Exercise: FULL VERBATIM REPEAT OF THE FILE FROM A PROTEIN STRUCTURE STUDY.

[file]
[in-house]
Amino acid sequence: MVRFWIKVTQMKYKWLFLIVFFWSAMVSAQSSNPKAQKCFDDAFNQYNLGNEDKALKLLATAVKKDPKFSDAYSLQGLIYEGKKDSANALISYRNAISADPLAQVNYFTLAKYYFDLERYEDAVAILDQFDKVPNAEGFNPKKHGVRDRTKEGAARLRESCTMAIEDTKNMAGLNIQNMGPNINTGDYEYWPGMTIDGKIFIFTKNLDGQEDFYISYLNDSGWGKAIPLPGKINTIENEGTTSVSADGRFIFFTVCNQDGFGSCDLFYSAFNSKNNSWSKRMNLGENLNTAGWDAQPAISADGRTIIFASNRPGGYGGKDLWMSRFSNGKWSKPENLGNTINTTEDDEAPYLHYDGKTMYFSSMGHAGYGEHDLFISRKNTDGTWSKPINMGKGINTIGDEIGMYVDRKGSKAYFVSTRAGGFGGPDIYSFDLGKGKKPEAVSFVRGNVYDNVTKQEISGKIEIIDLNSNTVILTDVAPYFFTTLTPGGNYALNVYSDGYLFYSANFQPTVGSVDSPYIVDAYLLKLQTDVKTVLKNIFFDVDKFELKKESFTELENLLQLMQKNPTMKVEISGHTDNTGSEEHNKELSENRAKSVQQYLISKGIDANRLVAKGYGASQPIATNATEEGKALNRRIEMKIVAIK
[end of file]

[in-house]
Amino acid sequence: MVRFWIKVTQMKYKWLFLIVFFWSAMVSAQSSNPKAQKCFDDAFNQYNLGNEDKALKLLATAVKKDPKFSDAYSLQGLIYEGKKDSANALISYRNAISADPLAQVNYFTLAKYYFDLERYEDAVAILDQFDKVPNAEGFNPKKHGVRDRTKEGAARLRESCTMAIEDTKNMAGLNIQNMGPNINTGDYEYWPGMTIDGKIFIFTKNLDGQEDFYISYLNDSGWGKAIPLPGKINTIENEGTTSVSADGRFIFFTVCNQDGFGSCDLFYSAFNSKNNSWSKRMNLGENLNTAGWDAQPAISADGRTIIFASNRPGGYGGKDLWMSRFSNGKWSKPENLGNTINTTEDDEAPYLHYDGKTMYFSSMGHAGYGEHDLFISRKNTDGTWSKPINMGKGINTIGDEIGMYVDRKGSKAYFVSTRAGGFGGPDIYSFDLGKGKKPEAVSFVRGNVYDNVTKQEISGKIEIIDLNSNTVILTDVAPYFFTTLTPGGNYALNVYSDGYLFYSANFQPTVGSVDSPYIVDAYLLKLQTDVKTVLKNIFFDVDKFELKKESFTELENLLQLMQKNPTMKVEISGHTDNTGSEEHNKELSENRAKSVQQYLISKGIDANRLVAKGYGASQPIATNATEEGKALNRRIEMKIVAIK